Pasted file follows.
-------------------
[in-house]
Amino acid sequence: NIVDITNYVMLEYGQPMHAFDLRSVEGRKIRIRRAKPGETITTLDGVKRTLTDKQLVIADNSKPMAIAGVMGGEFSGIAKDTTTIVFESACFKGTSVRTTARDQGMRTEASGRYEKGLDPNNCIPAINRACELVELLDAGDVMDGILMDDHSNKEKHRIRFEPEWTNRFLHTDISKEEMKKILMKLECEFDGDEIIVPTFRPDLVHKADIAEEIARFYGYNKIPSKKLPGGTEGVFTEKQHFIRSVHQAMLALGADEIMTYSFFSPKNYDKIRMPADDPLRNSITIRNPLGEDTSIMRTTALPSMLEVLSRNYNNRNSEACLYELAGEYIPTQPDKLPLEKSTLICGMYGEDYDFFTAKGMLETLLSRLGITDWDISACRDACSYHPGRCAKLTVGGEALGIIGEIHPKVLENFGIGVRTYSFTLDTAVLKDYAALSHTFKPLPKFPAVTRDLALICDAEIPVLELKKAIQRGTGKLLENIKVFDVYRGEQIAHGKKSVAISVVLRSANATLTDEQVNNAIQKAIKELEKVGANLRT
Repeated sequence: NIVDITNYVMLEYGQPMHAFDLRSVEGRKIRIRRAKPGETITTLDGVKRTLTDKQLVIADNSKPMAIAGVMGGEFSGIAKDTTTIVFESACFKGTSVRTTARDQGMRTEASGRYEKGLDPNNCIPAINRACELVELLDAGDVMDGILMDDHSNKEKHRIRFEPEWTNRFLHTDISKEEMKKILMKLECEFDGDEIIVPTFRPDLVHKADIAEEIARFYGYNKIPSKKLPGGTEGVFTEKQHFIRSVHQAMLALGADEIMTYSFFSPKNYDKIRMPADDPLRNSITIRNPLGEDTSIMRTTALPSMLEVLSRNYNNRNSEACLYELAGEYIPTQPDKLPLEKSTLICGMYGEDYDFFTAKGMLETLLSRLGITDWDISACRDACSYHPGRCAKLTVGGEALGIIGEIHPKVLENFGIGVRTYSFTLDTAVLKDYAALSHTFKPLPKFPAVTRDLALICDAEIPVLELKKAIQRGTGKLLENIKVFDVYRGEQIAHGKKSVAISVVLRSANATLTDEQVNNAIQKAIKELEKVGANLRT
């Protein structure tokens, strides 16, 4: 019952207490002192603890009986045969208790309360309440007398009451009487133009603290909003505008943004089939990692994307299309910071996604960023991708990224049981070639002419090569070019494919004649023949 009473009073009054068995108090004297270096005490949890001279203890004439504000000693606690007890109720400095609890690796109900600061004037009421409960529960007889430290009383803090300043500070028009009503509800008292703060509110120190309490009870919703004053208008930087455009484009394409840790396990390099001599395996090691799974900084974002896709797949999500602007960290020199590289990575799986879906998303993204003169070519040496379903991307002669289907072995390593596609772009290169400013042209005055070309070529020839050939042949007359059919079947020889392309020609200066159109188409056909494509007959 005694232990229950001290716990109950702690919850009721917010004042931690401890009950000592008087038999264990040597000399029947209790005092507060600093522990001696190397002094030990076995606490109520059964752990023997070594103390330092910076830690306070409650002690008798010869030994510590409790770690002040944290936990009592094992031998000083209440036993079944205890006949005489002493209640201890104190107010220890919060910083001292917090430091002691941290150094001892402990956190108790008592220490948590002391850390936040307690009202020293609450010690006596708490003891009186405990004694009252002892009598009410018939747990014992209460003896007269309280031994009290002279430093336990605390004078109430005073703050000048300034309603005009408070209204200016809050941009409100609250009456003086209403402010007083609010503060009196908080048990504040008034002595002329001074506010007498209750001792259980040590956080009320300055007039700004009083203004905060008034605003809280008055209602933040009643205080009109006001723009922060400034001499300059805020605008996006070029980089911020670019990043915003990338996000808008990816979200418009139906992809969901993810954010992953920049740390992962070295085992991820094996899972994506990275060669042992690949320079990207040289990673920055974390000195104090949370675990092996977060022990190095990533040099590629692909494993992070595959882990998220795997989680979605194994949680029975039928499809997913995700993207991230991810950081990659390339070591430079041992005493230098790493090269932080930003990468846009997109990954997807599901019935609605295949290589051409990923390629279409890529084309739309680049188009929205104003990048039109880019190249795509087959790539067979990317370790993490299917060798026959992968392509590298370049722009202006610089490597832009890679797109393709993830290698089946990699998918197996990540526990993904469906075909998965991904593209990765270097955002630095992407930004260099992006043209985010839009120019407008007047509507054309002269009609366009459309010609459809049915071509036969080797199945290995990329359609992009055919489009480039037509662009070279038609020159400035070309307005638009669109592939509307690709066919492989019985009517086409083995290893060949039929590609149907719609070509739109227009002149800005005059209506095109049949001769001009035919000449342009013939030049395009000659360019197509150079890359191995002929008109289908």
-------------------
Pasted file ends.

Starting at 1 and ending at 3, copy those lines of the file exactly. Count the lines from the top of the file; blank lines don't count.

[in-house]
Amino acid sequence: NIVDITNYVMLEYGQPMHAFDLRSVEGRKIRIRRAKPGETITTLDGVKRTLTDKQLVIADNSKPMAIAGVMGGEFSGIAKDTTTIVFESACFKGTSVRTTARDQGMRTEASGRYEKGLDPNNCIPAINRACELVELLDAGDVMDGILMDDHSNKEKHRIRFEPEWTNRFLHTDISKEEMKKILMKLECEFDGDEIIVPTFRPDLVHKADIAEEIARFYGYNKIPSKKLPGGTEGVFTEKQHFIRSVHQAMLALGADEIMTYSFFSPKNYDKIRMPADDPLRNSITIRNPLGEDTSIMRTTALPSMLEVLSRNYNNRNSEACLYELAGEYIPTQPDKLPLEKSTLICGMYGEDYDFFTAKGMLETLLSRLGITDWDISACRDACSYHPGRCAKLTVGGEALGIIGEIHPKVLENFGIGVRTYSFTLDTAVLKDYAALSHTFKPLPKFPAVTRDLALICDAEIPVLELKKAIQRGTGKLLENIKVFDVYRGEQIAHGKKSVAISVVLRSANATLTDEQVNNAIQKAIKELEKVGANLRT
Repeated sequence: NIVDITNYVMLEYGQPMHAFDLRSVEGRKIRIRRAKPGETITTLDGVKRTLTDKQLVIADNSKPMAIAGVMGGEFSGIAKDTTTIVFESACFKGTSVRTTARDQGMRTEASGRYEKGLDPNNCIPAINRACELVELLDAGDVMDGILMDDHSNKEKHRIRFEPEWTNRFLHTDISKEEMKKILMKLECEFDGDEIIVPTFRPDLVHKADIAEEIARFYGYNKIPSKKLPGGTEGVFTEKQHFIRSVHQAMLALGADEIMTYSFFSPKNYDKIRMPADDPLRNSITIRNPLGEDTSIMRTTALPSMLEVLSRNYNNRNSEACLYELAGEYIPTQPDKLPLEKSTLICGMYGEDYDFFTAKGMLETLLSRLGITDWDISACRDACSYHPGRCAKLTVGGEALGIIGEIHPKVLENFGIGVRTYSFTLDTAVLKDYAALSHTFKPLPKFPAVTRDLALICDAEIPVLELKKAIQRGTGKLLENIKVFDVYRGEQIAHGKKSVAISVVLRSANATLTDEQVNNAIQKAIKELEKVGANLRT